Now technically, a charcuterie is a platter of cured and prepared meats, sausages and patés, along with some cheeses. Our only meat was a dry cured salami. Thus I am suggesting we also had antipasti even thought this was the meal and not the entrée or ‘appetizer’.

plattersThe plate on the left has toasted baguette slices topped with butter-fried morels.

The plate on the right has blanched green beans and Michele’s Polish Tomatoes. That is tomato slices with salt, pepper, sugar and dill. Our friend Michele in Indiana served us these some 30 odd years ago and they are a fine simple preparation.

Since this was lunch, an iced tea and a paper napkin was all that was needed before we started to eat. We will save that can of soup for another day.



One more bird story. Promise. (for now) But this is a good one and it demonstrates why I love to go birding with my son.

First, a little about the bird, the American Woodcock. This bird is very secretive and has excellent camouflage so for the most part you are going to hear him before you see him, if you see him at all. An exception to this rule was a woodcock who took up residence right under a window at our friend’s house. He called us and said, “Hey, we got some weird bird here under our window.” We rushed over and was amazed to see a woodcock. Usually they look like this:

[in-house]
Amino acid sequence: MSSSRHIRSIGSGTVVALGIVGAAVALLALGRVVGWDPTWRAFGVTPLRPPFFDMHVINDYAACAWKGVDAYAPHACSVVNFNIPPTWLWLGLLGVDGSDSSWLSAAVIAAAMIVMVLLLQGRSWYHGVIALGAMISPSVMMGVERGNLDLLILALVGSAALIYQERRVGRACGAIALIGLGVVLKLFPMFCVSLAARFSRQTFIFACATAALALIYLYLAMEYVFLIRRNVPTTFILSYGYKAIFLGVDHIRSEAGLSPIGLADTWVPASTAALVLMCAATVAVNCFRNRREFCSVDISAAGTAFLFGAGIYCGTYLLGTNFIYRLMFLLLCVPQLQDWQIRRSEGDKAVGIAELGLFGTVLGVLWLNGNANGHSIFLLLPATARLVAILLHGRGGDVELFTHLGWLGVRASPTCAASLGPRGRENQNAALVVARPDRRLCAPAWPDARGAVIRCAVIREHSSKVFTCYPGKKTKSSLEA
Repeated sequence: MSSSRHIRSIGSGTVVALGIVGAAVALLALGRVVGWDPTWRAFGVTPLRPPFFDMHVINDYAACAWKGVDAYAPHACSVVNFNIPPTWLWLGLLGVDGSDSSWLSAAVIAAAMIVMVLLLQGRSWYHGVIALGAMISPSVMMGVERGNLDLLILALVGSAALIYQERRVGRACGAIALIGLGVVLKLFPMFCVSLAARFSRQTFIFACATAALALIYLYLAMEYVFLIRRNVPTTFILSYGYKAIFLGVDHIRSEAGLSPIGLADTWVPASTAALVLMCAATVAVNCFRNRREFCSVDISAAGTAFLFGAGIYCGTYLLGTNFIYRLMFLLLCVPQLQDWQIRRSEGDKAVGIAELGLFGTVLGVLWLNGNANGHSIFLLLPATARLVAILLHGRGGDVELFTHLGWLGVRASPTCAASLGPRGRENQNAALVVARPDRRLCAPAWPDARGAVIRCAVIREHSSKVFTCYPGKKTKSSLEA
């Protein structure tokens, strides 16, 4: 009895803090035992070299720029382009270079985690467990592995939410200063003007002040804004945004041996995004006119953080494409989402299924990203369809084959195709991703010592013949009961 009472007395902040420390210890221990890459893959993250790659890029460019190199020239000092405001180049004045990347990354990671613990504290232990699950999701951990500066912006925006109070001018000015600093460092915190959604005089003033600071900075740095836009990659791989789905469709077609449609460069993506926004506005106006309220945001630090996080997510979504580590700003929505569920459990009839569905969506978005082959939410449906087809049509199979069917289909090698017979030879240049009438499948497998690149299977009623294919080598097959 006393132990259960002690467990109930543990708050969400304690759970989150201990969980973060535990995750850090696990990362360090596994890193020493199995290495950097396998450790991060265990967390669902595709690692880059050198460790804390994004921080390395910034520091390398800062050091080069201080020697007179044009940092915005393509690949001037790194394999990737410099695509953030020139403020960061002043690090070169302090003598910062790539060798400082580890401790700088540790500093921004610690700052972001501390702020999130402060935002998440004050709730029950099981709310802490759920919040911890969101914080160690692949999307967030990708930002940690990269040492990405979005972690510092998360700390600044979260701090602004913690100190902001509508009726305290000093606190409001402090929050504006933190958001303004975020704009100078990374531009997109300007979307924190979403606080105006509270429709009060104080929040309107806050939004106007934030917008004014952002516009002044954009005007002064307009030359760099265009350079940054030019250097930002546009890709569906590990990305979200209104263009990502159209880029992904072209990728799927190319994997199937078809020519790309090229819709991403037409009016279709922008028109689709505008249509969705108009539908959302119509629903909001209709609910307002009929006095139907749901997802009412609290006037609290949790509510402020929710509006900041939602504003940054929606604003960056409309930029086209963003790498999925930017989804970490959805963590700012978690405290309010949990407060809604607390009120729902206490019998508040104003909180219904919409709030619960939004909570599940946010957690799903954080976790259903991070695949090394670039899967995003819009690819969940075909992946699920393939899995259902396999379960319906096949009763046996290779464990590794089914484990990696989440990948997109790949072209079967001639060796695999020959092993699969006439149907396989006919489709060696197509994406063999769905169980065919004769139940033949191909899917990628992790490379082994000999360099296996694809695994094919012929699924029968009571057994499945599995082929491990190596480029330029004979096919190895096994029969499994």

There's a woodcock in this picture. See the outline on the right picture.

There’s a woodcock in this picture. See the outline in the picture below.

hiddenThe one under their window looked like this:


Still blends in pretty well but he moved around so he was spotted

If you are trying to find a woodcock, you go out at dusk, starting at the end of March, in a likely habitat. A brushy field is good. Then you listen. If one is in the area he will make a peent! sound, then about 6 seconds later another peent!. This goes on for a while and then he will take off in a crazy zig zag flight (his wings make a twilling sound) and then land pretty much back where he started and call again. He’s looking for a lady friend. Some years we have heard the peent! and one year we heard the flight sound and a dark object whipping through the sky ( just barely). But this year we have had no luck.

Okay. Flash back to Sunday evening, May 10, La Crosse, Wisconsin. My husband and son and I have spent all day birding and now we have gone to dinner in La Crosse. No tiny town. It was Mother’s Day, busy downtown, cars, bars, general ambient sound. It is dusk and we are leaving the restaurant, talking and laughing, while we walk to the car and suddenly my son Nathan says, “Woodcock!” and stops.



“What?” Here? In town?” I say.

“Yes, listen”, he replies.

We shut up and listen.   “PEENT!”   “PEENT!”

Yep, he heard a woodcock.* They don’t usually make that sound when they fly so it must have been sitting on a roof. We don’t know. But Nathan heard him. And then so did we. I love my son.